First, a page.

Random House, 2003 (ISBN 0375509267)
The death of a loved one can be a hard part of any person's life, but for someone with a poet's temperament it can stir up much beyond mere memory. Poets sometimes have the most wonderful melancholy, digging in the muck of their sadness to uncover seeds, lost trinkets, buried treasure. They find beautiful language in the ugliness of death. They discover a few surprising insights into the human condition, while forcing themselves to seek a sense of hope. That is to say, poets craft elegies like monuments for their loved/lost.
In a sense, that is what Carol Muske-Dukes achieves with her newest book, Sparrow. One might easily view the entire volume of poems as one gargantuan elegy for her late husband. The poems here touch on his sickness and passing, but also on his life, and her life with him. They revel in what was important, moving, powerful. But at the same time, they pause to pay attention to the trivial, not allowing anything to slip away unnoticed.
To achieve this effect, Muske-Dukes writes concisely, not straying into the vagueness so common in poetry. With clear, measured lines, she skillfully crafts each verse, a difficult task she achieves throughout the book as with these lines from "Late Kiss":
On my study floor, the books were piled high.
You stepped over them, smiling, as you came in
to kiss me goodnight. The dog growled deep in
her throat. She loved me alone. You scowled at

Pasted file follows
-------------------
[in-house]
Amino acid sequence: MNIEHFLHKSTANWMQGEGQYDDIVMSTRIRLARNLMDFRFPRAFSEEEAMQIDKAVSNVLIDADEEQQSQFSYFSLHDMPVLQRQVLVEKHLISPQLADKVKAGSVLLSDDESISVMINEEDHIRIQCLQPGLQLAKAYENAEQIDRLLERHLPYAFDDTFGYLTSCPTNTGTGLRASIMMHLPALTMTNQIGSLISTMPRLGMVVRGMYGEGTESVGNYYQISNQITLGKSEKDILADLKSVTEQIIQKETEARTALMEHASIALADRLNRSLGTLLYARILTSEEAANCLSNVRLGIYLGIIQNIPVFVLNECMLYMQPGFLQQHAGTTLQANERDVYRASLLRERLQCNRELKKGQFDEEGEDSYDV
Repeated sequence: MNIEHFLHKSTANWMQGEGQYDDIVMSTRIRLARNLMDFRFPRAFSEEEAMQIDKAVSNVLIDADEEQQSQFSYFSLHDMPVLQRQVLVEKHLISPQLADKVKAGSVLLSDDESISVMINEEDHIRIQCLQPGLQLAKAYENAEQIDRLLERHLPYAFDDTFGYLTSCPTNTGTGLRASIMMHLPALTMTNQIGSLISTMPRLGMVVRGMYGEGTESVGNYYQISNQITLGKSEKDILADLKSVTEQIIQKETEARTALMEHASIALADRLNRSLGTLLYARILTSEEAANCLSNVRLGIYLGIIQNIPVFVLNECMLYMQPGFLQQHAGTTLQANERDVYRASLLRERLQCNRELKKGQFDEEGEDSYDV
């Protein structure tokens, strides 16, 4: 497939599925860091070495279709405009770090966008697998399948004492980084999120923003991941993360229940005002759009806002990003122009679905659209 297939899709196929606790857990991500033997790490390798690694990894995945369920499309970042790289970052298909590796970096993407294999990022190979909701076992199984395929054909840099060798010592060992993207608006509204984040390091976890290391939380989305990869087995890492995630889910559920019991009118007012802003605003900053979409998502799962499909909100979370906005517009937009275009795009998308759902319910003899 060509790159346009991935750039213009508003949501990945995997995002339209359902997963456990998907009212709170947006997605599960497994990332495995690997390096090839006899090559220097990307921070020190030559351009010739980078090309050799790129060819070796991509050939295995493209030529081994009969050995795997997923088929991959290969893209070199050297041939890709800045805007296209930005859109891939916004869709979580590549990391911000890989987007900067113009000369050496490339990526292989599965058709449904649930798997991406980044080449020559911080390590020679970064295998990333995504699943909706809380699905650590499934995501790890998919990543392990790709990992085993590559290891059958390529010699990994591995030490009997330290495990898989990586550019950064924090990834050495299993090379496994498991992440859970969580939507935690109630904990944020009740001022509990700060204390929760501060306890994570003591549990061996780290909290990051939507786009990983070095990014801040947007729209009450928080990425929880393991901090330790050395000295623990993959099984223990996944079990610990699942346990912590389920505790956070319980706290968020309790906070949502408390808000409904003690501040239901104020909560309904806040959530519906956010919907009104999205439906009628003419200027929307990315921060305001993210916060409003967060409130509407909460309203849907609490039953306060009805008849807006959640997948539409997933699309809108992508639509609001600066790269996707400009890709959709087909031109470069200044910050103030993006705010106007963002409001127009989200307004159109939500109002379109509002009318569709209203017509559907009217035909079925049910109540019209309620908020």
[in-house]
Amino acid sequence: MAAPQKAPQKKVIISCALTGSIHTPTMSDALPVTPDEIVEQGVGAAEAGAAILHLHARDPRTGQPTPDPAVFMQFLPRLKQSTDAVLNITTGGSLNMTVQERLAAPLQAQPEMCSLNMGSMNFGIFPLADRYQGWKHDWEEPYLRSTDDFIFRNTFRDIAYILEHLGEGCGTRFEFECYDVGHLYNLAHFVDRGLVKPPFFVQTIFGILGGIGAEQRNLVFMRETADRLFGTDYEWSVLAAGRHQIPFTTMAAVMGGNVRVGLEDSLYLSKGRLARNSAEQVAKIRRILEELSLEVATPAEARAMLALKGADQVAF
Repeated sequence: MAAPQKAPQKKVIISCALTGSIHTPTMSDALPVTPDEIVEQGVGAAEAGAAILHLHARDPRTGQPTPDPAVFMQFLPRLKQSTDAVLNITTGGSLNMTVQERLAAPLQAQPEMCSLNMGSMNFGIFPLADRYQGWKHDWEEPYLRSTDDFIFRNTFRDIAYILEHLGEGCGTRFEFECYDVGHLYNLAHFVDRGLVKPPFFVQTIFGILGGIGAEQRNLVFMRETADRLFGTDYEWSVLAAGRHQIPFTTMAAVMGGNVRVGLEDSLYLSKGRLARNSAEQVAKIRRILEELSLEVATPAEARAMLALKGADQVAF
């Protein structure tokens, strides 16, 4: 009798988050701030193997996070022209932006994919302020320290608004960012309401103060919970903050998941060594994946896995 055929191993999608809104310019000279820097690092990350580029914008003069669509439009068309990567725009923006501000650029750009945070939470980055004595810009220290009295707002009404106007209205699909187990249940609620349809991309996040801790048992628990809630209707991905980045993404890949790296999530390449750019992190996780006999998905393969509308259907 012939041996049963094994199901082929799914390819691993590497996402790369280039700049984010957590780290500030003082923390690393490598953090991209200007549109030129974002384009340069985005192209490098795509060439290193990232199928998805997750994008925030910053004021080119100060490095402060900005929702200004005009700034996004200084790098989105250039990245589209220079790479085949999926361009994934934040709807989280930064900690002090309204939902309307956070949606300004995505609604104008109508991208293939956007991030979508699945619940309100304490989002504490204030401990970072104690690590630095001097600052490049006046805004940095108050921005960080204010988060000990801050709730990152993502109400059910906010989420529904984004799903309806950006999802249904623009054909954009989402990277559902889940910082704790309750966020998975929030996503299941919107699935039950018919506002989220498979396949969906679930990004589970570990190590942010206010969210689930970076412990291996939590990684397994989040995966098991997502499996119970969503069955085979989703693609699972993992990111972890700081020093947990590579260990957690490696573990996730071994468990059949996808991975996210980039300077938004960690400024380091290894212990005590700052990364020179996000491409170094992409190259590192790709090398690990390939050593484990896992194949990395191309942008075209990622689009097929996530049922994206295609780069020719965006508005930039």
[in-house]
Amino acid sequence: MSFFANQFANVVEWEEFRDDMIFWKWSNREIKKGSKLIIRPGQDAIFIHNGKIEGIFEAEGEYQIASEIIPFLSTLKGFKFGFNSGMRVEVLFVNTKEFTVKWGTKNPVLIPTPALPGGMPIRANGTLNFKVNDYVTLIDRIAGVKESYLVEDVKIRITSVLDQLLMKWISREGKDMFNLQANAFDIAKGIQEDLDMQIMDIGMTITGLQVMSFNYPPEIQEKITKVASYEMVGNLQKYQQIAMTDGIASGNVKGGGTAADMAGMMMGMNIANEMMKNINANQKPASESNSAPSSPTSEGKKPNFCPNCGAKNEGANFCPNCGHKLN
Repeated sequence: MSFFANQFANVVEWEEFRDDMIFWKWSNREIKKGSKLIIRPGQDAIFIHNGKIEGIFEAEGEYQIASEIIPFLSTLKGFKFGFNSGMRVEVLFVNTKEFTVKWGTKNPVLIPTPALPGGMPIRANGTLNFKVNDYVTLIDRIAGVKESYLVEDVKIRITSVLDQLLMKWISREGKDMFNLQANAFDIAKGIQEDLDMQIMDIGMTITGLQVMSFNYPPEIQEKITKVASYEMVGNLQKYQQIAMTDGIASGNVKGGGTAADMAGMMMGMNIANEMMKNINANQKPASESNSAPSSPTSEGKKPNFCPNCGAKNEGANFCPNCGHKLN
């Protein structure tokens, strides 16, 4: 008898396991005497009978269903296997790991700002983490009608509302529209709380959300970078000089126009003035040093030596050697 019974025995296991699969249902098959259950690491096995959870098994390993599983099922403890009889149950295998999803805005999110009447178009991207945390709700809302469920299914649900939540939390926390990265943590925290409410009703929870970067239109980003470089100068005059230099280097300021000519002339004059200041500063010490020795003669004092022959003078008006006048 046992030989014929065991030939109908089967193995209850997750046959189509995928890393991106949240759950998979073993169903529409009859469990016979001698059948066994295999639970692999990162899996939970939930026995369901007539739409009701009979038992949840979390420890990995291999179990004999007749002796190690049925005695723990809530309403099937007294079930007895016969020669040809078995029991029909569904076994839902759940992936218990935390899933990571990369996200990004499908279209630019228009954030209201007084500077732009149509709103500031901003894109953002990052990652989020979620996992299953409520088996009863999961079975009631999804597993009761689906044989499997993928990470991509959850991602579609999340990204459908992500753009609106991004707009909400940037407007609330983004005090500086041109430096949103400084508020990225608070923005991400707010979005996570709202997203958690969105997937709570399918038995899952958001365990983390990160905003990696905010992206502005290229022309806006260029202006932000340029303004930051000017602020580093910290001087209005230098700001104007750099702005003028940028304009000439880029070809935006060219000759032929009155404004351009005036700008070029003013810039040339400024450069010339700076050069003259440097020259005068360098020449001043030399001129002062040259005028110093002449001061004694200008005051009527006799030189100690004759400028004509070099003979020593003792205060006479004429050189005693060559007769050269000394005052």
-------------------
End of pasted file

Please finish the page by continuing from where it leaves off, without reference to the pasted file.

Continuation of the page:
the dog, then looked at me, the lit screen, the
stacked pages and smiled. It would be hours
before I would slip into bed beside you, still
thinking about my book on life and death.
Even while she mourns her husband's loss, however, she never gets so tangled up in her passion that she also loses focus in her writing. Often, she only hints at emotion, showing reserve instead in a sort of resigned stoicism, as in "Ovation":
I try to make myself afraid,
the way you must have been afraid,
stepping out onto this stage
but with a fear so pure, so
perfectly informed that you strode
This characteristic so common throughout her work is one of the features that could be a positive or a negative, depending on the reader's perspective. Many readers will want to be so carried away in the emotion, to feel what the author felt or connect with those feelings from their own experiences, that the poems in Sparrow might fail to reach them at times. Regardless, these poems flow with a simplicity and symmetry that cannot be overlooked. They do what they do well.
While reserve replaces passion in many of these poems, another transference takes place that makes the book worth reading. That is, many of the poems reveal a sense of longing in place of sorrow. Rather than dwell on her own sadness at her loss, she yearns from memory, pulling her late husband back into her life. She does this extremely well, as with these lines from "The Illusion":
After his death, I kept an illusion before me:
that I would find the key to him, the answer,
in the words of a play that he'd put to heart
years earlier. I'd find the secret place in him,
retracing lines he'd learned, tracking
his prints in snow. I'd discover, scrawled
in the margin of a script, a stage-note that
would clarify consciousness in a single gesture
Recommendation: There is something compelling about Sparrow, something hard to latch onto in just the few paragraphs of a review. This book really should be read, and what it offers should be accepted: a way of understanding and coping with loss, a way of seeing beyond the merely physical reality of death to the hope and wonder at the metaphysical reality of carrying on beyond that death. Pick it up. It makes an interesting Field Guide to Grief.